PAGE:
NDP MP Olivia Chow (left) speaks with St. John’s Mayor Dennis O’Keefe and Metrobus manager Judy Powell Friday afternoon at St. John’s City Hall. Chow was in town to rev up support for her private member’s bill for a national public transit strategy. — Photo by Joe Gibbons/The Telegram.
The federal NDP’s transportation critic was on the northeast Avalon Friday to discuss the idea of a national public transportation strategy with the city councils of St. John’s and Mount Pearl.
Olivia Chow told reporters earlier in the day that she would ask the councils for support of her private members bill.
“I’ve (already) spoke to the mayor of Calgary and ... the mayor of Ottawa and both of them will be coming to the transport committee (of the) House of Commons talking about the importance of federal involvement in public transit,” she said.
But Chow said representatives of smaller cities also have to get involved and that she would be inviting both Mayor Dennis O’Keefe and Mayor Randy Simms to make their voices heard as well.
She said it’s all about how “we can really work together to push (Prime Minister) Stephen Harper to finally establish a national transit strategy.”
The Federation of Canadian Municipalities has already unanimously endorsed her transit strategy, Chow said.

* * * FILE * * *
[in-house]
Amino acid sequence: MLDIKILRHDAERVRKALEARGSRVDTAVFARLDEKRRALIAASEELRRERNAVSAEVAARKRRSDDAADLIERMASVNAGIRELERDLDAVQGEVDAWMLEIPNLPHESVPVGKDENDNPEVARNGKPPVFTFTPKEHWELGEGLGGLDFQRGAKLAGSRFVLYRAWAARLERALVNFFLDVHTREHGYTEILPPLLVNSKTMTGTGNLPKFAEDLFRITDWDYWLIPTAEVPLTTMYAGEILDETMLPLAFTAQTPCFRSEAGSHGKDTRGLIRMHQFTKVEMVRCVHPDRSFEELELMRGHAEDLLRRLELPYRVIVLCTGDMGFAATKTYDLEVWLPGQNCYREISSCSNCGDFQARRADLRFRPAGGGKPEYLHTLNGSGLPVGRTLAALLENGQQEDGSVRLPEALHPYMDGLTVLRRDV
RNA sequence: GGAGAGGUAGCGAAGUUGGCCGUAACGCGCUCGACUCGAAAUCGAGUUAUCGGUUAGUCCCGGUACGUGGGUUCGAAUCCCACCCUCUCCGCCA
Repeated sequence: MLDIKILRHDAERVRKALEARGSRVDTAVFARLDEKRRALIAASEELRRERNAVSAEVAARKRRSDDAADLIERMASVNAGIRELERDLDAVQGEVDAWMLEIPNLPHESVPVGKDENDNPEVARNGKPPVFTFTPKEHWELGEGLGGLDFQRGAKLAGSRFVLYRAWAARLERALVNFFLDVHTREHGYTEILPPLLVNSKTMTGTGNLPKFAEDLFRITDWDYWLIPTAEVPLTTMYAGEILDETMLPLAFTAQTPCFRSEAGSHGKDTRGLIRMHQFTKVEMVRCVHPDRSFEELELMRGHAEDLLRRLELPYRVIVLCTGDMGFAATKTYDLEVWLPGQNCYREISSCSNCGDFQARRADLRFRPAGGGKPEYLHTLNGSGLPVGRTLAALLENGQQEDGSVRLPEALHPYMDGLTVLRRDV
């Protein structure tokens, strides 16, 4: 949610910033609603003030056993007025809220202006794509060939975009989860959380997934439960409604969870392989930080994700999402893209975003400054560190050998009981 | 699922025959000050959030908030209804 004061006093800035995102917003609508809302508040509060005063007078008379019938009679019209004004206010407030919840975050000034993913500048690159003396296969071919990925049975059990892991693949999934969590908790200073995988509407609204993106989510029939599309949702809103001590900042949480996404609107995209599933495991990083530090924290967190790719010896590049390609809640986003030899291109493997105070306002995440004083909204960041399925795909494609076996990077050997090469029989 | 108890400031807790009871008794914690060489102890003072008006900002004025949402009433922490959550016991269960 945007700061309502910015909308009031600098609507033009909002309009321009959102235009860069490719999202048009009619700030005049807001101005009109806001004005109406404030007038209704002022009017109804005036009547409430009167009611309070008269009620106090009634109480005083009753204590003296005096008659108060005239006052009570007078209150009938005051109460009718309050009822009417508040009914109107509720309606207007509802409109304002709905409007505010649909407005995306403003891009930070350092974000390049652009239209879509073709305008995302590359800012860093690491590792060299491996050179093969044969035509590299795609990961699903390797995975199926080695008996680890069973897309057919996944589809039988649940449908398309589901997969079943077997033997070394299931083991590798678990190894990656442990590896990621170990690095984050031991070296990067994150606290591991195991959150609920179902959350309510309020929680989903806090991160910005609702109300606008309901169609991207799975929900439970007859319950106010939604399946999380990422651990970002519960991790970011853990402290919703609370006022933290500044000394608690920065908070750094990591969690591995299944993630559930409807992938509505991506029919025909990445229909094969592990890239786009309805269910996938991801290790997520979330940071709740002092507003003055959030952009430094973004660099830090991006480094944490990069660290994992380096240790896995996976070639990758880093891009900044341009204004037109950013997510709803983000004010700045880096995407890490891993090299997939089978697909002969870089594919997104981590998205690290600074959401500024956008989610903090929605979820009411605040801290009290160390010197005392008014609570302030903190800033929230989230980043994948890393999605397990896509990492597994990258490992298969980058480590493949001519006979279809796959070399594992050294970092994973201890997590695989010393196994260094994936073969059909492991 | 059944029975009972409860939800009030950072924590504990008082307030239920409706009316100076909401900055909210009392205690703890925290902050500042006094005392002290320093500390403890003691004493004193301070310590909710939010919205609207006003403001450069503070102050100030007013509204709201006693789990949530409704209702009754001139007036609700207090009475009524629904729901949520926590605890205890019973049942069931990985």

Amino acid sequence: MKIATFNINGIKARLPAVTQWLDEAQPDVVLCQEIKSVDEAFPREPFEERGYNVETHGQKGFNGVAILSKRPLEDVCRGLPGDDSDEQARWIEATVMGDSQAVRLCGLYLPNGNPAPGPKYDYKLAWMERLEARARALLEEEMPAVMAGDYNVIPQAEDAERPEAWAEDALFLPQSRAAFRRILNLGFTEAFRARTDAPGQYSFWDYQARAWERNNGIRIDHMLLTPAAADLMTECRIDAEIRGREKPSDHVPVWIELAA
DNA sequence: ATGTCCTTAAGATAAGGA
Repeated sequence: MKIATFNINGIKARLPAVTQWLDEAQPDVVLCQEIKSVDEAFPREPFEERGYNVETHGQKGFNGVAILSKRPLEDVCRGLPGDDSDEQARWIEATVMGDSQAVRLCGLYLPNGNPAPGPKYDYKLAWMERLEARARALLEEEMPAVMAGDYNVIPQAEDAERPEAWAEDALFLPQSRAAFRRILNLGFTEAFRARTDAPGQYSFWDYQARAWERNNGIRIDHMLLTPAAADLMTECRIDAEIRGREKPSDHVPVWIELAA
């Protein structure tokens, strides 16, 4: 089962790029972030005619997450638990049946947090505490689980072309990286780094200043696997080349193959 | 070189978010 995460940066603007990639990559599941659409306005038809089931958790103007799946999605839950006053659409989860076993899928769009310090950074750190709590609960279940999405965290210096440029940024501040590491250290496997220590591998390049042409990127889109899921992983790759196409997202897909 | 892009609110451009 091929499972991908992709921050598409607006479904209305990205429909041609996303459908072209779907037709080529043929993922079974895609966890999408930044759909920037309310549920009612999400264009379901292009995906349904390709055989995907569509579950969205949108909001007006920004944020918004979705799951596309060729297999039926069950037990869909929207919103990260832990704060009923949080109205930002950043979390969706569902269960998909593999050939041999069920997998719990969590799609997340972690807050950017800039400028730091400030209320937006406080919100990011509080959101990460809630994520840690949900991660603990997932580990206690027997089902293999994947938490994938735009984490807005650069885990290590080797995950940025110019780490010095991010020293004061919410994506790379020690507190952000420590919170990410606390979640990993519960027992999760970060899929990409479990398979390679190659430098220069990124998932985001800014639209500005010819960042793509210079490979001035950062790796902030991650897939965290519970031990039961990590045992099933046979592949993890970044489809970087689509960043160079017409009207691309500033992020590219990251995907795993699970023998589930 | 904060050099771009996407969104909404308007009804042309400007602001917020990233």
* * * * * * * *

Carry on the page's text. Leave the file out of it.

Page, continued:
Chow first met with representatives of St. John’s city council Friday afternoon, as well as Metrobus general manager Judy Powell.
Afterwards, O’Keefe told The Telegram the city needs funding from Ottawa for transit and hopes to convince the communities in the region to work together on a transit system for the northeast Avalon, which could serve up to 170,00 people.
“I’m optimistic that if all of us get together, I mean municipalities all across Canada ... and impress on the federal government the absolute need for a national transit strategy, then yes .. that can be successful,” he said.
From there, Chow visited Mount Pearl’s council.
Reached by telephone afterwards, Mayor Randy Simms said Mount Pearl is intrigued with the public transit strategy Chow is proposing.
Simms also noted Mount Pearl is in the midst of its own study on public transportation for the city.
“What we’ve basically agreed to is that when our study is done, in about four months’ time, we’re going to sit down and do a review of both our study and (Chow’s private member’s) bill and look and see if there is any commonality there,” he said.
“We believe there will be.”